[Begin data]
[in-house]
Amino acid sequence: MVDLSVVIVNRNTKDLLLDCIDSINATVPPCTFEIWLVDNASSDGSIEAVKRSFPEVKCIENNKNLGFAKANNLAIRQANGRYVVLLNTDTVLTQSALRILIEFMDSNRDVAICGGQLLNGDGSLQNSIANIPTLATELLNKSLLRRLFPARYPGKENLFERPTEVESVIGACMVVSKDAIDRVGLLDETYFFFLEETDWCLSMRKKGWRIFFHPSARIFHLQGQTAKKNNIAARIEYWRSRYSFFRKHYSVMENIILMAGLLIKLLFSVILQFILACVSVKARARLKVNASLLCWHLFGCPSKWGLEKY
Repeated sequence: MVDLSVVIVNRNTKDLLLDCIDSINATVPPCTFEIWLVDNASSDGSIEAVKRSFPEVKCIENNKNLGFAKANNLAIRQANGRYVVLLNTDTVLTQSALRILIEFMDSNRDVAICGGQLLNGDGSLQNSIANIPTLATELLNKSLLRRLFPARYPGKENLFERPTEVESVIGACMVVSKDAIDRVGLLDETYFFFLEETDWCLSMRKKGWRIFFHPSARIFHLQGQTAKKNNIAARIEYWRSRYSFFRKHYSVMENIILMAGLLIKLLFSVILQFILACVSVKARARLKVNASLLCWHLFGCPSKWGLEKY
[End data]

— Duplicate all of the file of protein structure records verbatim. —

[in-house]
Amino acid sequence: MVDLSVVIVNRNTKDLLLDCIDSINATVPPCTFEIWLVDNASSDGSIEAVKRSFPEVKCIENNKNLGFAKANNLAIRQANGRYVVLLNTDTVLTQSALRILIEFMDSNRDVAICGGQLLNGDGSLQNSIANIPTLATELLNKSLLRRLFPARYPGKENLFERPTEVESVIGACMVVSKDAIDRVGLLDETYFFFLEETDWCLSMRKKGWRIFFHPSARIFHLQGQTAKKNNIAARIEYWRSRYSFFRKHYSVMENIILMAGLLIKLLFSVILQFILACVSVKARARLKVNASLLCWHLFGCPSKWGLEKY
Repeated sequence: MVDLSVVIVNRNTKDLLLDCIDSINATVPPCTFEIWLVDNASSDGSIEAVKRSFPEVKCIENNKNLGFAKANNLAIRQANGRYVVLLNTDTVLTQSALRILIEFMDSNRDVAICGGQLLNGDGSLQNSIANIPTLATELLNKSLLRRLFPARYPGKENLFERPTEVESVIGACMVVSKDAIDRVGLLDETYFFFLEETDWCLSMRKKGWRIFFHPSARIFHLQGQTAKKNNIAARIEYWRSRYSFFRKHYSVMENIILMAGLLIKLLFSVILQFILACVSVKARARLKVNASLLCWHLFGCPSKWGLEKY